Terrain By State: Maine
Most of the Appalachian Trail in Maine is not recommended for novice hikers; Maine's 281 miles are generally considered the most difficult of all fourteen states. Even the strongest hikers may average only one mile an hour in some parts. Other parts require grabbing onto tree roots and limbs to climb or descend, and are especially slippery and hazardous in wet weather.
Lakes, streams, and bogs abound. While that makes moose and loons common sights, it also makes for muddy treadway and many fords of mountain streams. Some of these fords—notably the Kennebec River—can be difficult and potentially life-threatening when water is high. When streams run high in the spring or after heavy rains, often the only options are waiting for them to subside or back-tracking and finding a road to follow—if one exists!
The 281 miles in Maine can be roughly divided into three segments:
The eastern section, sometimes called "the Hundred Miles" between Katahdin and Monson, comprises disconnected mountains, lakes, ponds, streams, and forest. While the eastern section has a flatter profile than other parts of Maine, it has special challenges. The mountains are relatively low, but present some very rugged climbs. Stream crossings here can be tricky—even life-threatening—in high water. Resupply is scarce in this isolated but heavily used area.
The central section, between Monson and the Bigelow Preserve, features a short, rugged stretch followed by some of the least strenuous hiking in Maine and a crossing of the widest unbridged river along the Trail, the Kennebec. A free canoe service ferries A.T. users across the Kennebec River and is the Trail's official and historic route; fording the river is extremely dangerous, because the water level can rise rapidly and without warning.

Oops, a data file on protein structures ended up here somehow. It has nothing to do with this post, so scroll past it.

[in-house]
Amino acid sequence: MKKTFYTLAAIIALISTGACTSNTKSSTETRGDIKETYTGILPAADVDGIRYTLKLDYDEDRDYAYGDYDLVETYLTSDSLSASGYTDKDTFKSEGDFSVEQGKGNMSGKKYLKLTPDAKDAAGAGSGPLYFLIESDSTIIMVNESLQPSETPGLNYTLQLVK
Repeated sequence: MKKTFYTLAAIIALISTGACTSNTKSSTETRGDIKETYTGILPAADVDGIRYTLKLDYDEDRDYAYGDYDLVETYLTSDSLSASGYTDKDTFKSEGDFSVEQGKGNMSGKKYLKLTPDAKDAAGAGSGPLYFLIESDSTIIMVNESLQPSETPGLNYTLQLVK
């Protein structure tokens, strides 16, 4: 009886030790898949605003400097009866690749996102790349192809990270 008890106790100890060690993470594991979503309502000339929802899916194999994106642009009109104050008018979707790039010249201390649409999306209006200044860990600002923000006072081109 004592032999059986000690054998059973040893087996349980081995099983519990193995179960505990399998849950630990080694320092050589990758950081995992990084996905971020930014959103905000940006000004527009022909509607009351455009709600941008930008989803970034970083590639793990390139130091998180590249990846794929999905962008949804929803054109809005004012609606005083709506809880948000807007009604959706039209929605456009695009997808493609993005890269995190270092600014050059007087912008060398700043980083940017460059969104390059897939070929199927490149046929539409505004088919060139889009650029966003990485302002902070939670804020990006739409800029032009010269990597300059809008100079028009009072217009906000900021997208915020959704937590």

The western section is an area of extremely steep, 4,000-foot mountains, arguably the toughest part of the entire A.T. It includes the notorious mile-long boulder scramble of Mahoosuc Notch.
Organized groups can reduce their chances of arriving at already-crowded sites by contacting the local trail clubs about group voluntary registration programs.
Difficulty Ratings for A.T. Sections
Because the A.T. spans a great variety of terrain, ranging from relatively flat and easy, to extremely difficult, the following scale was created as a general guide:
1 = Flat and smooth
2 = Flat terrain but uneven treadway, or slight elevation change
3 = Moderate elevation change, but well graded trail, or flat trail with very rough treadway
4 = Strenuous climbs, but of moderate duration, or short but steep climbs
5 = Lengthy graded climbs, alternating with easier sections
6 = Extended climbs that may last hours or shorter climbs with difficult footing
7 = Includes rock scrambling that is relatively easy and of short duration
8 = Includes rock scrambling that is somewhat challenging
9 = Rock scrambling that is difficult and extended
10 = Use of hands required for extended periods of climbing, footing precarious, and leaping may be required — not recommended for those with fear of heights and not in good physical condition. Shorter hikers may be at a disadvantage
|A.T. mileage ||281.4 miles |
|Difficulty rating ||9 (range: 2-10) |
|Elevation ||490—5,267 feet |
|Guidebook ||Appalachian Trail Guide to Maine |
|When to go ||July and August. September is peak foliage but late September can be wintry, especially at higher elevations. In May and sometimes June snow still lingers; in June black flies torment hikers and waterlogged trails are muddy and easily damaged. |
|Trail clubs || Maine Appalachian Trail Club |
Katahdin to Grafton Notch
Appalachian Mountain Club
Grafton Notch to Kinsman Notch, N.H.